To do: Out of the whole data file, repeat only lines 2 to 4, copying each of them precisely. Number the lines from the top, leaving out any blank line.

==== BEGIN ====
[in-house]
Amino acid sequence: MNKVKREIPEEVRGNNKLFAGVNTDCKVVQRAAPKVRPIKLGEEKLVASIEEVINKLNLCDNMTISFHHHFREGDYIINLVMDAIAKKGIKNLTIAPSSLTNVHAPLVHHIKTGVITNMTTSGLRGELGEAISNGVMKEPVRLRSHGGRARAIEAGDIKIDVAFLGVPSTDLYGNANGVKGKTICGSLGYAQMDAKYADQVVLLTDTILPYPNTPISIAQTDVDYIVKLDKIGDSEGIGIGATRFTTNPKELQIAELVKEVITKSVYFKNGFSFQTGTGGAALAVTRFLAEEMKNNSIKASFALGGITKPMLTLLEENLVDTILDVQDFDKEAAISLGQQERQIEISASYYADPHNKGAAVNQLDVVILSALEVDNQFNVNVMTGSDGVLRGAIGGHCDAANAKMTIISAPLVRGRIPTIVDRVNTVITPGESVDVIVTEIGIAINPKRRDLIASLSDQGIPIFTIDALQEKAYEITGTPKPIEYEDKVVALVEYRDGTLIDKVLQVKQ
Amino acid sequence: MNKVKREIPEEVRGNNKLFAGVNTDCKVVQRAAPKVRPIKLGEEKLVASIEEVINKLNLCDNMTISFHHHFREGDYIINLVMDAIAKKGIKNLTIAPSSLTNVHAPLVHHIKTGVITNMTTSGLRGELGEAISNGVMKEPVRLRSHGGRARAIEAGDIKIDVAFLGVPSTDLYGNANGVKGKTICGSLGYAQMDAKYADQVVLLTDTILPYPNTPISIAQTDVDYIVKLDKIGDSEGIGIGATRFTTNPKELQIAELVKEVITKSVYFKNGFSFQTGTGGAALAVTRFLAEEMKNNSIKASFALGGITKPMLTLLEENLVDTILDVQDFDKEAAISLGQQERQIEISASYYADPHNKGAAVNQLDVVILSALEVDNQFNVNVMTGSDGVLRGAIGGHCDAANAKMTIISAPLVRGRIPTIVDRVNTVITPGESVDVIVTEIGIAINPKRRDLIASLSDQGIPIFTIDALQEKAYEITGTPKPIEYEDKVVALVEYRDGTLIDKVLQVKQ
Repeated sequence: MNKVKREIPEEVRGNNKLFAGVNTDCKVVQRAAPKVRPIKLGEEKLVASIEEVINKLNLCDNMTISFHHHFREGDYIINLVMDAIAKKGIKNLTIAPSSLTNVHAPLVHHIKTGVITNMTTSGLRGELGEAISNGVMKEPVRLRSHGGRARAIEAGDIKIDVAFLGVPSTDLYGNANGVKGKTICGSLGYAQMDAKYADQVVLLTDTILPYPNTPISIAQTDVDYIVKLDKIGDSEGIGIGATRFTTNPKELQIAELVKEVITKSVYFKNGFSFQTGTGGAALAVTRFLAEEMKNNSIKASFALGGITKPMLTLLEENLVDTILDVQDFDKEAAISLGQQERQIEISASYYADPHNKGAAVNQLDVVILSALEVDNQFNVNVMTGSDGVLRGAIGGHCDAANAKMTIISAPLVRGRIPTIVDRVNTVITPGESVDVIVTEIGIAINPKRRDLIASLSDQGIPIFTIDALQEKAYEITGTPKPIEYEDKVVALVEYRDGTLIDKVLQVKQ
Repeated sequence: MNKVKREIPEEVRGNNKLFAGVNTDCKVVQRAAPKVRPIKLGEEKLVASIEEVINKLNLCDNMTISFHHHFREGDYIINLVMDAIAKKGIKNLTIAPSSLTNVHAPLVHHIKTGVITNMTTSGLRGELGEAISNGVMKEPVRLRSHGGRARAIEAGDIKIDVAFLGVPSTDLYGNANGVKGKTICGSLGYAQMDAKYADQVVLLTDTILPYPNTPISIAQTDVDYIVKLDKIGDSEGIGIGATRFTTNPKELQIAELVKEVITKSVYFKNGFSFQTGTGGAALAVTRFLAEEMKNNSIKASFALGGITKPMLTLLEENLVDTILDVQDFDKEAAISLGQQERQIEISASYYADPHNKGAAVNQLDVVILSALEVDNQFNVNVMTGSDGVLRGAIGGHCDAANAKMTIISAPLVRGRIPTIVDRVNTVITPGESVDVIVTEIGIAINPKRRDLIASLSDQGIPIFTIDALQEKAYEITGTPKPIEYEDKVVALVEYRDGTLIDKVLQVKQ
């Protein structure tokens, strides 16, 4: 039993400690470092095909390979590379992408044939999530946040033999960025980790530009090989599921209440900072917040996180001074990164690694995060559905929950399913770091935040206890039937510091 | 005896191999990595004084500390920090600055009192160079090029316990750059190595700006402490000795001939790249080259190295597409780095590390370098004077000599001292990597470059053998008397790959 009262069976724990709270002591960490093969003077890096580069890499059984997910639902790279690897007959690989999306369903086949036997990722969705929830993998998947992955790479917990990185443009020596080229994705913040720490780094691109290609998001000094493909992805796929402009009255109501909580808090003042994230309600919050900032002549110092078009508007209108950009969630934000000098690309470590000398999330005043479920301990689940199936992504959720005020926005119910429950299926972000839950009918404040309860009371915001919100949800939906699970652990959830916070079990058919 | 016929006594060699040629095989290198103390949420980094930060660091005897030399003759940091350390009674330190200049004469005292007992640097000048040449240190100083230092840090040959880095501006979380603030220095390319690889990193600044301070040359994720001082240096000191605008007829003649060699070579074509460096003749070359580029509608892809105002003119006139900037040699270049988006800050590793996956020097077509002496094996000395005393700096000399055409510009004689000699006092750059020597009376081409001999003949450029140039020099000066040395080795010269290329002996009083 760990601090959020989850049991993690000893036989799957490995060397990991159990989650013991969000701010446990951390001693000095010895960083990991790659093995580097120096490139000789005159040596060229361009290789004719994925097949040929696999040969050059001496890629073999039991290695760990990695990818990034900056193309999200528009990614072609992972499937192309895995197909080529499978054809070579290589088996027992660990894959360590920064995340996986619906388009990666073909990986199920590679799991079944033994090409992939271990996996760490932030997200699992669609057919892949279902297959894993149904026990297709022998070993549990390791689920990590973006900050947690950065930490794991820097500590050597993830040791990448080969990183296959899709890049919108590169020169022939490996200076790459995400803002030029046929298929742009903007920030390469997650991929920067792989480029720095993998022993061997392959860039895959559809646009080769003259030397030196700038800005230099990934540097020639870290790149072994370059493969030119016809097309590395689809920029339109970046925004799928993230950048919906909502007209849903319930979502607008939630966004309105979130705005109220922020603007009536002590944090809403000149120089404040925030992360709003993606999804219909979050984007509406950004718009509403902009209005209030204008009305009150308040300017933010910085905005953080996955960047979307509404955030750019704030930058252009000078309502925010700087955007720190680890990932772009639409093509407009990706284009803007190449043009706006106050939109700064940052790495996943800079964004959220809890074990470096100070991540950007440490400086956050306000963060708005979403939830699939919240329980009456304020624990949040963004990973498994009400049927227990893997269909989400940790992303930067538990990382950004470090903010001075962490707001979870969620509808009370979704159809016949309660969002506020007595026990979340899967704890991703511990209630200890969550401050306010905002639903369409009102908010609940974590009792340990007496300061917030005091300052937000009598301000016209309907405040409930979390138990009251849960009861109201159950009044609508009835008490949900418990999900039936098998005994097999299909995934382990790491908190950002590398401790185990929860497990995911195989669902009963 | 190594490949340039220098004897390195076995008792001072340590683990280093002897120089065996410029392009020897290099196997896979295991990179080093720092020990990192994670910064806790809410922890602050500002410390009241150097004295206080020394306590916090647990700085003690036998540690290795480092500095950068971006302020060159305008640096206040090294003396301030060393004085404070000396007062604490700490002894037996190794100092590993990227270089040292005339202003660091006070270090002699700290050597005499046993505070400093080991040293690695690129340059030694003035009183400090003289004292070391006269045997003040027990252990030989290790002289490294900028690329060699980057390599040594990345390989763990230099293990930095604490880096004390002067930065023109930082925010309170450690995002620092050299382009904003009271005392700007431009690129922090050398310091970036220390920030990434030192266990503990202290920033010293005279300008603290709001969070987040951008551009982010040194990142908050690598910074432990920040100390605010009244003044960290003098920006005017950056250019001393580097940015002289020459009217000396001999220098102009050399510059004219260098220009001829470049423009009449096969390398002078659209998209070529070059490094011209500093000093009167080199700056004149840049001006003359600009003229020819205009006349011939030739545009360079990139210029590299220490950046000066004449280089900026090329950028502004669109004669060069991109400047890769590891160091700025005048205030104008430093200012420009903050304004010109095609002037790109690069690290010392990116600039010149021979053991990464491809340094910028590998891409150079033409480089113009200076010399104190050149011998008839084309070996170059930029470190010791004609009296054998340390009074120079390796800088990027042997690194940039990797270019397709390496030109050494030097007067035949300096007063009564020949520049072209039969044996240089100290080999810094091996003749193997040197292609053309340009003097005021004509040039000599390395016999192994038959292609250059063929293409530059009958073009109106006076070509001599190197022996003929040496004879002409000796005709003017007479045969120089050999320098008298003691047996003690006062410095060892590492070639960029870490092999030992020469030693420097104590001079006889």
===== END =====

Amino acid sequence: MNKVKREIPEEVRGNNKLFAGVNTDCKVVQRAAPKVRPIKLGEEKLVASIEEVINKLNLCDNMTISFHHHFREGDYIINLVMDAIAKKGIKNLTIAPSSLTNVHAPLVHHIKTGVITNMTTSGLRGELGEAISNGVMKEPVRLRSHGGRARAIEAGDIKIDVAFLGVPSTDLYGNANGVKGKTICGSLGYAQMDAKYADQVVLLTDTILPYPNTPISIAQTDVDYIVKLDKIGDSEGIGIGATRFTTNPKELQIAELVKEVITKSVYFKNGFSFQTGTGGAALAVTRFLAEEMKNNSIKASFALGGITKPMLTLLEENLVDTILDVQDFDKEAAISLGQQERQIEISASYYADPHNKGAAVNQLDVVILSALEVDNQFNVNVMTGSDGVLRGAIGGHCDAANAKMTIISAPLVRGRIPTIVDRVNTVITPGESVDVIVTEIGIAINPKRRDLIASLSDQGIPIFTIDALQEKAYEITGTPKPIEYEDKVVALVEYRDGTLIDKVLQVKQ
Amino acid sequence: MNKVKREIPEEVRGNNKLFAGVNTDCKVVQRAAPKVRPIKLGEEKLVASIEEVINKLNLCDNMTISFHHHFREGDYIINLVMDAIAKKGIKNLTIAPSSLTNVHAPLVHHIKTGVITNMTTSGLRGELGEAISNGVMKEPVRLRSHGGRARAIEAGDIKIDVAFLGVPSTDLYGNANGVKGKTICGSLGYAQMDAKYADQVVLLTDTILPYPNTPISIAQTDVDYIVKLDKIGDSEGIGIGATRFTTNPKELQIAELVKEVITKSVYFKNGFSFQTGTGGAALAVTRFLAEEMKNNSIKASFALGGITKPMLTLLEENLVDTILDVQDFDKEAAISLGQQERQIEISASYYADPHNKGAAVNQLDVVILSALEVDNQFNVNVMTGSDGVLRGAIGGHCDAANAKMTIISAPLVRGRIPTIVDRVNTVITPGESVDVIVTEIGIAINPKRRDLIASLSDQGIPIFTIDALQEKAYEITGTPKPIEYEDKVVALVEYRDGTLIDKVLQVKQ
Repeated sequence: MNKVKREIPEEVRGNNKLFAGVNTDCKVVQRAAPKVRPIKLGEEKLVASIEEVINKLNLCDNMTISFHHHFREGDYIINLVMDAIAKKGIKNLTIAPSSLTNVHAPLVHHIKTGVITNMTTSGLRGELGEAISNGVMKEPVRLRSHGGRARAIEAGDIKIDVAFLGVPSTDLYGNANGVKGKTICGSLGYAQMDAKYADQVVLLTDTILPYPNTPISIAQTDVDYIVKLDKIGDSEGIGIGATRFTTNPKELQIAELVKEVITKSVYFKNGFSFQTGTGGAALAVTRFLAEEMKNNSIKASFALGGITKPMLTLLEENLVDTILDVQDFDKEAAISLGQQERQIEISASYYADPHNKGAAVNQLDVVILSALEVDNQFNVNVMTGSDGVLRGAIGGHCDAANAKMTIISAPLVRGRIPTIVDRVNTVITPGESVDVIVTEIGIAINPKRRDLIASLSDQGIPIFTIDALQEKAYEITGTPKPIEYEDKVVALVEYRDGTLIDKVLQVKQ